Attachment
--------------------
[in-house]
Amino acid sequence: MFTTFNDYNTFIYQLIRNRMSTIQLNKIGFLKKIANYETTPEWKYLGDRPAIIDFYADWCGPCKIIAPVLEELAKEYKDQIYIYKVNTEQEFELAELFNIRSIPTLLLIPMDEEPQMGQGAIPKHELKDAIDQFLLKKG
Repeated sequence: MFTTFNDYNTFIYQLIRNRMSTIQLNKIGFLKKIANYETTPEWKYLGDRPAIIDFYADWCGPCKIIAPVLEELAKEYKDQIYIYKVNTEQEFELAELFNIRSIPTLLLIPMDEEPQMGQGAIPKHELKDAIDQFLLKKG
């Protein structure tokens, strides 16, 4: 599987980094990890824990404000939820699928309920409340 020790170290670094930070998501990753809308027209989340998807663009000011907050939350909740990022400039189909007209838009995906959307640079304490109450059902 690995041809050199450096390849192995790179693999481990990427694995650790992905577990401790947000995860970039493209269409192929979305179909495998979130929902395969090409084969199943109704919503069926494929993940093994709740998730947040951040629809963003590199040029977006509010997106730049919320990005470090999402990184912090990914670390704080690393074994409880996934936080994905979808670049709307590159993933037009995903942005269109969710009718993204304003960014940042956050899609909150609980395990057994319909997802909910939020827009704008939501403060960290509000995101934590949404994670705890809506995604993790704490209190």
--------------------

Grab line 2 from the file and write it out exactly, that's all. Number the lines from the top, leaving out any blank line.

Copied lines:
Amino acid sequence: MFTTFNDYNTFIYQLIRNRMSTIQLNKIGFLKKIANYETTPEWKYLGDRPAIIDFYADWCGPCKIIAPVLEELAKEYKDQIYIYKVNTEQEFELAELFNIRSIPTLLLIPMDEEPQMGQGAIPKHELKDAIDQFLLKKG